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Einhorn’s Greenlight Continues to Lag Market

David Einhorn’s Greenlight Capital continues to struggle this year. The hedge fund manager, who ran nearly $7.9 billion at year-end, did not fully participate in the stock market’s surge in the second half of April.

David Einhorn’s Greenlight Capital continues to struggle this year. The hedge fund manager, who ran nearly $7.9 billion at year-end, did not fully participate in the stock market’s surge in the second half of April.

Einhorn was only up 0.8 percent for the month and is still down by 2.6 percent for the year, according to disclosures made by Greenlight Re, a Bermuda-based reinsurance company of which Einhorn is chairman. The insurance company says investment returns are based on the total assets in its investment account, which are managed by DME Advisors, LP and include the majority of its equity capital and collected premiums.

The S&P 500 was up 2.85 percent in April and is up 8.43 percent for the first four months this year.

Einhorn is president of Greenlight Capital, which he co-founded in January 1996, and senior managing member of DME Advisors, LP. Greenlight Capital and DME Advisors are affiliates of Greenlight Re.

At the end of April, Einhorn’s largest disclosed long positions in his investment portfolio were Arkema, Delta Lloyd, gold, Pfizer and Vodafone Group. All but Delta Lloyd have been his largest positions for several quarters.

Keep in mind that Einhorn has been fairly hedged for awhile. At year-end, he was 101 percent long and 75 percent short. In his year-end letter, Einhorn expressed skepticism that Federal Reserve chairman Ben Bernanke can pump up the economy without causing a rise in inflation,. “As for the future, we’re 100 percent certain of nothing,” Einhorn told clients at the time. “The good news is that our job is not to know the future but rather to understand that it is uncertain and to construct a portfolio that should generate attractive results under a wide variety of outcomes.”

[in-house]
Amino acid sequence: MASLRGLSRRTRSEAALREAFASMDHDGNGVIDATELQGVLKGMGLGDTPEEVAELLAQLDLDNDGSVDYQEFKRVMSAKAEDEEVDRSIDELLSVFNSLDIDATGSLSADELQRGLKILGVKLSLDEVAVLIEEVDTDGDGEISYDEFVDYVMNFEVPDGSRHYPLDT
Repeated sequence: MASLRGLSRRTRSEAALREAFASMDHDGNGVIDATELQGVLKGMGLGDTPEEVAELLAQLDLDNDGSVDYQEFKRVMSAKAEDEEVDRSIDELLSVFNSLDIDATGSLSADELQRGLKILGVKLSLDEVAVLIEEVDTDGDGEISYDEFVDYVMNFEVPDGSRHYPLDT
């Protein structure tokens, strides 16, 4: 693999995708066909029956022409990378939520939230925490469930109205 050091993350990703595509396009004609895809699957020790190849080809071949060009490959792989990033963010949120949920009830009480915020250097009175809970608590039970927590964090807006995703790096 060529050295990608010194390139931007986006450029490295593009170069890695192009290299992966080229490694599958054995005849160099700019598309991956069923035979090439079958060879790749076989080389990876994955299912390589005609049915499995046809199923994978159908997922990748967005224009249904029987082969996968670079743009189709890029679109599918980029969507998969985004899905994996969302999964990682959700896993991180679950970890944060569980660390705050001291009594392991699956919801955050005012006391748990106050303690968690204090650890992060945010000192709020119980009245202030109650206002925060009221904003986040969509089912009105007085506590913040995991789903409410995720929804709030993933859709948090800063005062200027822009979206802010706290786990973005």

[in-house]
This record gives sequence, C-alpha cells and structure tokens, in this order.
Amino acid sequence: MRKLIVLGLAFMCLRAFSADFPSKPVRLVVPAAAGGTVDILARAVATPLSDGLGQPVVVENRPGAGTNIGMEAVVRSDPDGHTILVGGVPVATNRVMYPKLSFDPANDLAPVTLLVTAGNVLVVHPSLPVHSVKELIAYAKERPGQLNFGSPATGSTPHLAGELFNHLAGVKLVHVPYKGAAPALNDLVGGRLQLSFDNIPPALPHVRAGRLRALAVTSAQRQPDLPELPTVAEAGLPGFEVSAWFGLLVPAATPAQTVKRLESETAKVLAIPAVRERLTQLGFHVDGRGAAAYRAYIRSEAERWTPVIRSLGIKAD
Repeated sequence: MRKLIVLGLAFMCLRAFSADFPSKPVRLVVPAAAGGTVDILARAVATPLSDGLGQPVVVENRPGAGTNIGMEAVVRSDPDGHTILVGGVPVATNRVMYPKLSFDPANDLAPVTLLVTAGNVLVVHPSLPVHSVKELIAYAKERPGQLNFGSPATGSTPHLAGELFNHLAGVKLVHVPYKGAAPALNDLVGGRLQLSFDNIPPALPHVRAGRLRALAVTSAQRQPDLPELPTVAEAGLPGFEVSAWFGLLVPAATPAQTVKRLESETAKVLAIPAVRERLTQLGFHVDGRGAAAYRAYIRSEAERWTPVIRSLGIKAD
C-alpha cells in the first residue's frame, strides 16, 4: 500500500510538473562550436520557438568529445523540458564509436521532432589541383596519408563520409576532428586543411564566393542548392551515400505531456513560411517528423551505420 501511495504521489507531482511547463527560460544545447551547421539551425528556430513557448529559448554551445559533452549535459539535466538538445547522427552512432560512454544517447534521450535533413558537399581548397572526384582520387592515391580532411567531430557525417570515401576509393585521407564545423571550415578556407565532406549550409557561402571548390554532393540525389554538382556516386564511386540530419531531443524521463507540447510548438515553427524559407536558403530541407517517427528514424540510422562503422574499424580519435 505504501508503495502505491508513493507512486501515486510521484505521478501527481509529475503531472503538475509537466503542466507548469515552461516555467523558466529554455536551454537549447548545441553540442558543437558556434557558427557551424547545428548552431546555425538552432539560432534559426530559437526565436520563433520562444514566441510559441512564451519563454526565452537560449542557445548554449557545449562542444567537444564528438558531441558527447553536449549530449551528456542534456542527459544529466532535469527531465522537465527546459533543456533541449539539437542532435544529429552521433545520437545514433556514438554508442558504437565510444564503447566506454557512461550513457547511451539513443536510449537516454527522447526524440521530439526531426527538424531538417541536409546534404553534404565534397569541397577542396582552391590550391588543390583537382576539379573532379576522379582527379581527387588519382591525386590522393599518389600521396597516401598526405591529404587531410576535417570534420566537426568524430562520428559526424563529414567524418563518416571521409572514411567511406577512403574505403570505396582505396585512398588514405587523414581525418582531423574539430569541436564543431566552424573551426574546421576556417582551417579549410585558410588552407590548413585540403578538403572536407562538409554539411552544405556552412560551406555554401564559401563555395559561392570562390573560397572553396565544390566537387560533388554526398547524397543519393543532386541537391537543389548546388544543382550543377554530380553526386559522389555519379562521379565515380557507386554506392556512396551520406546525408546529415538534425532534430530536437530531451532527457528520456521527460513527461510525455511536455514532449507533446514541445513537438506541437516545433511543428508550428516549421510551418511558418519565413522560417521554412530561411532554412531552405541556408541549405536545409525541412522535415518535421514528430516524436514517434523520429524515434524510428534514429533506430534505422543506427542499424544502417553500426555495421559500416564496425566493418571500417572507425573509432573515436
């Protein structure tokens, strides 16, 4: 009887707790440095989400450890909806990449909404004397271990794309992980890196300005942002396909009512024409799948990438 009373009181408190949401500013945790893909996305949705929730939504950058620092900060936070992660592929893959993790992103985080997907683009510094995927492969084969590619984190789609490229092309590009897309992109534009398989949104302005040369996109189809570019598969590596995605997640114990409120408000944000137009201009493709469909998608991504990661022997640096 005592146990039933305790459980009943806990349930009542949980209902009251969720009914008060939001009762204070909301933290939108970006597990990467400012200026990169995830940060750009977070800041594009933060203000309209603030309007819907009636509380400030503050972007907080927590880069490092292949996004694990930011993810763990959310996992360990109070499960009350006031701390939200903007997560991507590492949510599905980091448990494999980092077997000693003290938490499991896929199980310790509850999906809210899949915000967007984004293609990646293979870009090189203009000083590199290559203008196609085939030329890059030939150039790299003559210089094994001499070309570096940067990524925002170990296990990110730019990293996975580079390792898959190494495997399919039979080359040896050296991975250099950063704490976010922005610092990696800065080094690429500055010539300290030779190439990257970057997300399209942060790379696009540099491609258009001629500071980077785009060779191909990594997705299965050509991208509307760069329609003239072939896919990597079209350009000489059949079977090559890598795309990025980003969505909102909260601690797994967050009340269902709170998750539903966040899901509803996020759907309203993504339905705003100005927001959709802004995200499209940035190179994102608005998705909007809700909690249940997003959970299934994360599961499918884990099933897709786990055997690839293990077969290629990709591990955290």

In an April letter to clients discussing first quarter results, Einhorn asserted that fears of quantitative easing would be a net harm to economic activity appear to be playing out. He noted that food, energy and healthcare costs were rising for consumers.

“While Chairman Bernanke claims that quantitative easing has succeeded in raising stock prices, it seems that equities have gone up for the opposite reason he proposed,” Einhorn wrote. He explained that Bernanke reasoned that Fed purchases of bonds would drive up their prices and lower interest rates, making housing and equities more attractive. This would cause individuals to buy houses and stocks.

However, he argued the opposite has occurred, as inflation-fearing individuals have sold bonds, causing rates to rise, thus scaring away potential homebuyers. “A key question for the remainder of 2011 will be how consumers react to higher prices and how much of the cost pressure in the supply chain will be absorbed by the corporate sector,” Einhorn added.

This said Einhorn established three new positions in the first quarter: Best Buy, Delphi Automotive and Yahoo. His average exposure to equities and fixed income was 106 percent and 68 percent short.

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